Starting a company is no easy task. I think one of the hardest things is making a name for yourself when starting from scratch. How do you stand apart from your competitors and attract customers? This is where trademarks come in. As you’re building your company’s brand, you’re really building your trademark.
Last night, I read an article from LA Times about David Tran, the creator of now very famous condiment, Sriracha. Everyone knows what Sriracha is. Mix it with mayo, and boom, you have spicy mayo. Mix it with ketchup, and boom, you have spicy ketchup. It goes with pretty much anything and everything. Add a little, add a lot, this thing is addicting as versatile.
The LA Times article talked about how David never trademarked the name “Sriracha,” (which is actually named after a coastal city in Thailand). Without a trademark, everyone, including his competitors, is now using the word “Sriracha.” It’s now used so much that it is a genericized term that can no longer be trademarked by itself. When asked why he never trademarked the name, and why he is so reluctant to prevent other people from using the word “Sriracha,” David responded that he didn’t think “Sriracha” could be trademarked because it is named after a city in Thailand, and he is fine with other people using the word “Sriracha” because it gives him free publicity.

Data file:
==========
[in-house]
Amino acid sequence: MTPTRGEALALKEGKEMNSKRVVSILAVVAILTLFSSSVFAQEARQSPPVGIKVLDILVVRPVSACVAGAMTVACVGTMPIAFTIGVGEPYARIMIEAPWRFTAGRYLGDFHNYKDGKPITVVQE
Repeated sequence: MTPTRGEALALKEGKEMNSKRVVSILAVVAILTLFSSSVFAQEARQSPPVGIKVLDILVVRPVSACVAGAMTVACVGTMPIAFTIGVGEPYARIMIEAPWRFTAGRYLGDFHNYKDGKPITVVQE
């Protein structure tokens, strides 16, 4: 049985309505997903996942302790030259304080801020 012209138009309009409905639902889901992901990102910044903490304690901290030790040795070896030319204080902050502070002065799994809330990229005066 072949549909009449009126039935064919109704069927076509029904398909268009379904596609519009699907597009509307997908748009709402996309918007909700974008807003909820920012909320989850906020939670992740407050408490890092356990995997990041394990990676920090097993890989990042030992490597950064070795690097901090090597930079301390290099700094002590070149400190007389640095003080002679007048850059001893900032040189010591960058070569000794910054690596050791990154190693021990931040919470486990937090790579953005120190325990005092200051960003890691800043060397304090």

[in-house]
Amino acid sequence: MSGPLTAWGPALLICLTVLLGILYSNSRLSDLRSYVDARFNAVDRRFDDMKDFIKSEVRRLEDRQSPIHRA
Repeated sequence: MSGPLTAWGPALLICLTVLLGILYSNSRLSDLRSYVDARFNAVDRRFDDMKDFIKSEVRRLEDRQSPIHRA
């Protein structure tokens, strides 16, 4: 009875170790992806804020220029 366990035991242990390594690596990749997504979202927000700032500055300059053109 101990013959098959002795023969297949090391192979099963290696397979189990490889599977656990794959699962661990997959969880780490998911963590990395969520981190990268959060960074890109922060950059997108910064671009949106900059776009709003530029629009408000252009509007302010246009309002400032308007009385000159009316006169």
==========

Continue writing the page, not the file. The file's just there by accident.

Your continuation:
A couple of things about David’s response… First, David probably would have been successful trademarking “Sriracha” for a hot sauce because the word “Sriracha” as used for a hot sauce is arbitrary. In contrast, if he was trying to trademark “Sriracha” for something actually related to the City of Sriracha, he would not have been very successful because it would have been descriptive at best.
Second, and more importantly, I think David’s response reflects what many people commonly misunderstand. I always tell my clients that there is a fine line between free publicity and liability. If others are using your trademark in a way that you can’t control it, then you’re prone to liability and probably infringement. Your trademark can be used in a way that you did not intend, and when this happens, it can ruin your company’s reputation and affect your business. Not only that, but you will have to do some damage control and spend time and money on rehabilitating your brand, rebranding, and/or legal actions.
David was lucky to not be negatively affected by others using his name, and he seems to credit that by assuming that consumers continue to identify “Sriracha” with his original hot sauce. But will this still be the case years down the road? Think of Otis Elevator Co.’s “escalator” and Bayer AG’s “aspirin” for example. I bet you no one will associate the word “escalator” now with Otis Elevator Co. Similarly, no one thinks of Bayer AG when buying aspirin. Perhaps David’s days of free publicity is numbered too.
With that said, I don’t think that David will go out of business anytime soon, given his success thus far. But I think he would have been even more successful if he had trademarked “Sriracha.”